What can go wrong if you start your job search too late?

This is a bit more obvious. If you start too late, you run the risk of not having a job lined up on the target date. You might have a few interviews in process, or maybe nothing at all lined up depending on how late you started your search.

In the end, you need to weigh the risks of both. Do you have a lot of savings and don’t mind spending a bit of time with no job? Will you enjoy having a gap to conduct a careful job search without stressing? Start a bit later.

Do you care mostly about having some type of job lined up on your target date, no matter what? Start earlier and apply for a wide variety of jobs.

How to kick off your job search effectively

Once it’s time to start, you have to attack the job search 100%. Full effort. Apply for jobs every day. Apply via job boards, apply via LinkedIn, go to company websites and submit your resume via their “careers” page or via email.

This is why I don’t want somebody to start looking with 5-6 months to spare. You’ll half-ass the job search and spend a few minutes per week casually looking around instead of staying focused on the mission. It’s human nature.

UPDATE: If you’re going on interviews, I created a new step-by-step interview guide based on the exact methods I’ve seen work as a Recruiter for the past 6+ years. If you want to be 100% ready and confident in your next interview, click here to find read more.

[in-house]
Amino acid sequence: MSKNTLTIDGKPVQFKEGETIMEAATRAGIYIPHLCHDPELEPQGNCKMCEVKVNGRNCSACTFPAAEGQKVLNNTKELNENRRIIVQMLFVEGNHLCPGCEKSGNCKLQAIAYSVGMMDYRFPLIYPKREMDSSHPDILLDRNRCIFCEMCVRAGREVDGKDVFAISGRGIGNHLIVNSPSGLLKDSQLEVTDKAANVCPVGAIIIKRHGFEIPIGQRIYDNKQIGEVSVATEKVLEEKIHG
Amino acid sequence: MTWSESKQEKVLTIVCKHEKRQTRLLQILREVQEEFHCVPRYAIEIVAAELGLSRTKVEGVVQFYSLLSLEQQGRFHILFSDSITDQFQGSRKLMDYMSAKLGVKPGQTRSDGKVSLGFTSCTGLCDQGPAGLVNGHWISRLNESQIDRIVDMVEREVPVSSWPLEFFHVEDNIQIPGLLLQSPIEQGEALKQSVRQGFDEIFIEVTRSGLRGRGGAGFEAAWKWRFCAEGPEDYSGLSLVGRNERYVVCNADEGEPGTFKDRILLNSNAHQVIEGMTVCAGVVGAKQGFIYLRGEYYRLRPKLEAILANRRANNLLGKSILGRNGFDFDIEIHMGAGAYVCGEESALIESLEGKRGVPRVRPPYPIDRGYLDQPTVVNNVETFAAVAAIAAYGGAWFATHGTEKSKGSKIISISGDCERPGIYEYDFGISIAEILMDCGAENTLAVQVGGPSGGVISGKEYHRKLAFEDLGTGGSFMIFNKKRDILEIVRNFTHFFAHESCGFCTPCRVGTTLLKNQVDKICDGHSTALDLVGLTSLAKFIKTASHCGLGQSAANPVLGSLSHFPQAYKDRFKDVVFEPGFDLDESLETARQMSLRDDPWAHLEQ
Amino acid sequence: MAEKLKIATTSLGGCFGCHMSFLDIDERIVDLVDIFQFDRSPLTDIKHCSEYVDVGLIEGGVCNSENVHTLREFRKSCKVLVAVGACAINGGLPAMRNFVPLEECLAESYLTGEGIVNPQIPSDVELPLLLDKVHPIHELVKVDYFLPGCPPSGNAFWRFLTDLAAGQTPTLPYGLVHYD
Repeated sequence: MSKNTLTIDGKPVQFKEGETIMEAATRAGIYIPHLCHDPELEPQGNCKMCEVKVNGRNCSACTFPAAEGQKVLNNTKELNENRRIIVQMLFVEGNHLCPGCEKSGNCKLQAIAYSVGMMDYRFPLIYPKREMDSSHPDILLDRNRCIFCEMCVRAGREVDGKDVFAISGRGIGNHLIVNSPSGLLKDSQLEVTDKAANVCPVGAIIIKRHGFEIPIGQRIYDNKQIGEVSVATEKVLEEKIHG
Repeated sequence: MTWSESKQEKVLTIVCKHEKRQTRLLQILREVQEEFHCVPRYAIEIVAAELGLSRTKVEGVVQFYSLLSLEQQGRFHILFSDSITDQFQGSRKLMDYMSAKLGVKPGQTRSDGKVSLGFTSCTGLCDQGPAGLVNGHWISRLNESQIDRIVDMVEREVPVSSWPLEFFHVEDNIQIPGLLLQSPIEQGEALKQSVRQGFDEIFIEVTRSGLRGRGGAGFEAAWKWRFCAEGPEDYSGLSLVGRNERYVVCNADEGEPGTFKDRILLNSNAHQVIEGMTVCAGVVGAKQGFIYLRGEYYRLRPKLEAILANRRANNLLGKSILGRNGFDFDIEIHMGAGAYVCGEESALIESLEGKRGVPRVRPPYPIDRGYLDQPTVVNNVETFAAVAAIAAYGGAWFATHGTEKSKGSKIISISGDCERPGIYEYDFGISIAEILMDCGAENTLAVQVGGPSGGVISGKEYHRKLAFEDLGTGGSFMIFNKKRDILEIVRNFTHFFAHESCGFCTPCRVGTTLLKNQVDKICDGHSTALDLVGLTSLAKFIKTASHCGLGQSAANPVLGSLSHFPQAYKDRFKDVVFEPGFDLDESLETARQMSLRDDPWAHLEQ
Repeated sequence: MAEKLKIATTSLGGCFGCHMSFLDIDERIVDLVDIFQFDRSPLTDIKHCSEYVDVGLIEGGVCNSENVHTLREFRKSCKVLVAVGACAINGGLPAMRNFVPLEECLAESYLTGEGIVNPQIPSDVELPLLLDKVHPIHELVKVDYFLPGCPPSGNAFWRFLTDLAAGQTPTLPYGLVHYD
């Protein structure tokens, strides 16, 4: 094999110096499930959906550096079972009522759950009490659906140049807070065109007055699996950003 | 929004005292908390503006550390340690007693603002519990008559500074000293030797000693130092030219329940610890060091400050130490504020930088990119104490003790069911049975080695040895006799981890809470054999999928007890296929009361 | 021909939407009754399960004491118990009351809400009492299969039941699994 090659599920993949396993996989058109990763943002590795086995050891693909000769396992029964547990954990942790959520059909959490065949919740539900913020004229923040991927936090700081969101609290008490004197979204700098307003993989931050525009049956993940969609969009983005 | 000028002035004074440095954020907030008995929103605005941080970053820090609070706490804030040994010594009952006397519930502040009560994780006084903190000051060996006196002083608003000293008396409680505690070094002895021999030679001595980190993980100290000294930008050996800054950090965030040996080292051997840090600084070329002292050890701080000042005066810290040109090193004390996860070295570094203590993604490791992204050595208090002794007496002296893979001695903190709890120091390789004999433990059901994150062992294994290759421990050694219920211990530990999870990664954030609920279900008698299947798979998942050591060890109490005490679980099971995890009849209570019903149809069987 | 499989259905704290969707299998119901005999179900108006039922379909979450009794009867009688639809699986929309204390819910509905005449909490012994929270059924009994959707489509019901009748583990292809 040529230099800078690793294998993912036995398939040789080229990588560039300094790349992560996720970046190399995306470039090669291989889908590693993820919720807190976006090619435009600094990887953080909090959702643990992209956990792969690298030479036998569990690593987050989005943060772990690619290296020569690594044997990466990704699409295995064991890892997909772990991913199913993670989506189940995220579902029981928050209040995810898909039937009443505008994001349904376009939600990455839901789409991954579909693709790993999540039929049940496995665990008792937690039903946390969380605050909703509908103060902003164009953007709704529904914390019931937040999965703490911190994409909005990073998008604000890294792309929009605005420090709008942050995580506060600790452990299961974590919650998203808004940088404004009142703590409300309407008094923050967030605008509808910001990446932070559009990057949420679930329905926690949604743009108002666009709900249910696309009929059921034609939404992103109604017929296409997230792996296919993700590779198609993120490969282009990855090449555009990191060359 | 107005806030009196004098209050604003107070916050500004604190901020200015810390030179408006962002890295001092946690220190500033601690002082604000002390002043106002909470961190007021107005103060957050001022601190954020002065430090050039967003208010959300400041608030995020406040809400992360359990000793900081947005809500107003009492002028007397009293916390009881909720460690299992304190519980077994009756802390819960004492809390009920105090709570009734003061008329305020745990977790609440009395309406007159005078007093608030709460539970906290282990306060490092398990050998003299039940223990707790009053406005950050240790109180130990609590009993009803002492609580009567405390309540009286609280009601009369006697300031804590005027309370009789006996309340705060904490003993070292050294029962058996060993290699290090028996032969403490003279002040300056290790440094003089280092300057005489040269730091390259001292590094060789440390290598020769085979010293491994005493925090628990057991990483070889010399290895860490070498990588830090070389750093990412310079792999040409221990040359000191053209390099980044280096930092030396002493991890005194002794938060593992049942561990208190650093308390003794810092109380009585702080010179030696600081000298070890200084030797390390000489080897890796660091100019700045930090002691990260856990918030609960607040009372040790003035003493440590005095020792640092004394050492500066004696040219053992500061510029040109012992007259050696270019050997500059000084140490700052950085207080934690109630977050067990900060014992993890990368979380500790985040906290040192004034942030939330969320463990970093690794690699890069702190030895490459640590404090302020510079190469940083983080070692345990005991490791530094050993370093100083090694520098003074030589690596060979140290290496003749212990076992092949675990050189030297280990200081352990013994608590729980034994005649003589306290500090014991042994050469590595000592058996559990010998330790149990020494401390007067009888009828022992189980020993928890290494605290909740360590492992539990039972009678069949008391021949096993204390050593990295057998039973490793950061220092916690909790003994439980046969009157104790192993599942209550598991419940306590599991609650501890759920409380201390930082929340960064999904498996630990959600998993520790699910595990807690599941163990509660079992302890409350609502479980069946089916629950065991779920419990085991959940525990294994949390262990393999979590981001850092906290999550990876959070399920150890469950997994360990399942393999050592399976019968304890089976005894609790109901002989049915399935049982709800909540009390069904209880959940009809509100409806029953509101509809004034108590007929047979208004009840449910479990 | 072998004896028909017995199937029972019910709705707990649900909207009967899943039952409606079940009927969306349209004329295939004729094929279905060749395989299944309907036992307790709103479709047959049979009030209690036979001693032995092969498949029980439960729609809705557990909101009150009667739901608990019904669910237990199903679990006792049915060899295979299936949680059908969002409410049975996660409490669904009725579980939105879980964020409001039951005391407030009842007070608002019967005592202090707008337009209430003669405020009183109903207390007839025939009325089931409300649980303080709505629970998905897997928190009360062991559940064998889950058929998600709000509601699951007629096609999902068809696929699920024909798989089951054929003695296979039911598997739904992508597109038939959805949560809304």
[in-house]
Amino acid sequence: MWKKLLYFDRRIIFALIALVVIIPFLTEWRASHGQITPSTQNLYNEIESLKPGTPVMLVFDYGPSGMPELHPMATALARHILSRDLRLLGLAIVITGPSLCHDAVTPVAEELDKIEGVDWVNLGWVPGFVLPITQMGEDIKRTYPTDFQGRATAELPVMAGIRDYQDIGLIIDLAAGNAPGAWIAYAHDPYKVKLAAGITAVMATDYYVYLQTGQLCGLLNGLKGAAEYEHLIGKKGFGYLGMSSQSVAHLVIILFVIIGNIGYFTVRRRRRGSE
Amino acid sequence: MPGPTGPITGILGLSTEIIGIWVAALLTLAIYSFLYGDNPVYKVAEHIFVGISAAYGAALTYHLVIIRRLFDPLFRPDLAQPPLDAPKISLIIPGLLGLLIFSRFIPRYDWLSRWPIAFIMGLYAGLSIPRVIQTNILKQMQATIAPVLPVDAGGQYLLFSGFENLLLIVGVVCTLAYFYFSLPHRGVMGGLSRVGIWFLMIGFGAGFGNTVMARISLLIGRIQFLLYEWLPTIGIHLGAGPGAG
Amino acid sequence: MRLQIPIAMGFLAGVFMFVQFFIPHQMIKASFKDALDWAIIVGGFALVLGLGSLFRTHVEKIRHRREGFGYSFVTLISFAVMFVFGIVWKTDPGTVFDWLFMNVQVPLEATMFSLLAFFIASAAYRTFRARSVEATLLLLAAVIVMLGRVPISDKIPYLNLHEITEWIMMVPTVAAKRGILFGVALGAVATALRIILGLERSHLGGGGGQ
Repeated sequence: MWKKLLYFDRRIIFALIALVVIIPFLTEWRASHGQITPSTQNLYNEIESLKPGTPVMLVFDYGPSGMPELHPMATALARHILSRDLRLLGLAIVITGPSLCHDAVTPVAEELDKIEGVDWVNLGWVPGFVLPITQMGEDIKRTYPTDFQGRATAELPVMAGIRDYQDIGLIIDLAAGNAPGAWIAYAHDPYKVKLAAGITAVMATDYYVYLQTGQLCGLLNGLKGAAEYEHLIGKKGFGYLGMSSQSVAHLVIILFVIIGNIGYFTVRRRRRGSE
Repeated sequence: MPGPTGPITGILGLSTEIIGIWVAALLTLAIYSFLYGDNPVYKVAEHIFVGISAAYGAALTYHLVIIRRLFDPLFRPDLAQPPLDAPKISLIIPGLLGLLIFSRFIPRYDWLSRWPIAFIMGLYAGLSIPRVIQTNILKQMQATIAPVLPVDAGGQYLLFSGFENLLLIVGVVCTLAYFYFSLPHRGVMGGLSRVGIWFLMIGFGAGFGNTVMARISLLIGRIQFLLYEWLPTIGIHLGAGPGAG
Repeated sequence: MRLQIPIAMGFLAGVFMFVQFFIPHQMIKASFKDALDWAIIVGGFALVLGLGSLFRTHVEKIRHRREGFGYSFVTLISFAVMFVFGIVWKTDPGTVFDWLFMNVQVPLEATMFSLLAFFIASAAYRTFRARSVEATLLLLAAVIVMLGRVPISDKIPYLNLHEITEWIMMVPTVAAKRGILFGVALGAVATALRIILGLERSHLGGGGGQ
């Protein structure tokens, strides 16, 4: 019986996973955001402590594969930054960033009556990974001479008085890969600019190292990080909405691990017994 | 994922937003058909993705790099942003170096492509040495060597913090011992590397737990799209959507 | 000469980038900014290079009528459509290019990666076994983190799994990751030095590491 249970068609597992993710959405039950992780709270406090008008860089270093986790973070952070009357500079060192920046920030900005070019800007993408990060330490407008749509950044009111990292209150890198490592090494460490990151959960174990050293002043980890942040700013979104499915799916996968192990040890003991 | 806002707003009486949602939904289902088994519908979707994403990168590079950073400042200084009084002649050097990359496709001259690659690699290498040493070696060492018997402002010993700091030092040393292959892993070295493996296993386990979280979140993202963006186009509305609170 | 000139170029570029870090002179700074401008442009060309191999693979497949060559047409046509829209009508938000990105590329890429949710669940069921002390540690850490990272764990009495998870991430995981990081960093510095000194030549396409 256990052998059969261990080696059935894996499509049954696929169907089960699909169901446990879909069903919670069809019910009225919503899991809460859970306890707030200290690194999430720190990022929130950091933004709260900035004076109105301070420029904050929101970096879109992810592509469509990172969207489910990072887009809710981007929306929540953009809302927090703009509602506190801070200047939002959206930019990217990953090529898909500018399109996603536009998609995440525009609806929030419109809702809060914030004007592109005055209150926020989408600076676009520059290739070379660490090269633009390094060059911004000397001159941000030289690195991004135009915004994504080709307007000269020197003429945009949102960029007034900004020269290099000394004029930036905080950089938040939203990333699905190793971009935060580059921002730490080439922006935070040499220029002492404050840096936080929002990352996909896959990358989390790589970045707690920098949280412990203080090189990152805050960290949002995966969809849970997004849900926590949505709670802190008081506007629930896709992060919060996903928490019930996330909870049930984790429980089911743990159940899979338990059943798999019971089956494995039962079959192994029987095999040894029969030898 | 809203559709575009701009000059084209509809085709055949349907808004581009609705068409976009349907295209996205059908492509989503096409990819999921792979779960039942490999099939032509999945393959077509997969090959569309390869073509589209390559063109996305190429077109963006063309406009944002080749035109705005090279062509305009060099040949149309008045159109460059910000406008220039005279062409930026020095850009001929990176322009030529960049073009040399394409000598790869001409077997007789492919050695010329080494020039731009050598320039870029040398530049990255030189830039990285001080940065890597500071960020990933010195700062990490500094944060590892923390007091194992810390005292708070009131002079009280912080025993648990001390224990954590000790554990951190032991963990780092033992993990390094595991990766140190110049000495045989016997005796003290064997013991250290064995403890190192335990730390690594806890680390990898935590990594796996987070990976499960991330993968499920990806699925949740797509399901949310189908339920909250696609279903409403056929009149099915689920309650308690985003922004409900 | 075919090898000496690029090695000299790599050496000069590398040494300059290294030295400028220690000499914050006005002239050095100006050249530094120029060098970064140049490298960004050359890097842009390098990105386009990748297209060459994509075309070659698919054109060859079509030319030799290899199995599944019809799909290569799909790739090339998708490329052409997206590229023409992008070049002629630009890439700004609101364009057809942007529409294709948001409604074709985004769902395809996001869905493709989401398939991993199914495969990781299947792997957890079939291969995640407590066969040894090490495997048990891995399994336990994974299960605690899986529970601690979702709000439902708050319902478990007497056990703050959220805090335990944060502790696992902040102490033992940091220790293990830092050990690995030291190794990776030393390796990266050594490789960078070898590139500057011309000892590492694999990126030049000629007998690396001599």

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Leave a Comment:

8 comments
Dan says February 17, 2015

Great piece Biron! I don’t remember that I’ve read a lot of articles about this topic so it was especially interesting for me.

Reply
    Biron says February 17, 2015

    Thanks Dan.

    Reply
Jay says December 15, 2015

This validated a lot of the things I was feelings. Thanks for this informative post. Hopefully it brings me good results in my upcoming search.

Reply
Rod says March 24, 2016

I have a question about timing my job search later this year. I really want to get a new job this summer because things are not going well at work but I have a big family vacation planned for 2 weeks and my current employer approved it. I doubt some other company will hrie me and then let me get 2 weeks right away. What do you think? Am I overthinking the timing of all of this? I thought of maybe applying for jobs before I left and then setting up interviews right when I get back from my vacation but that seems a little shady to do that to my current employer as well. Will that burn a bridge?

Reply
    Biron says March 25, 2016

    Hi Rod,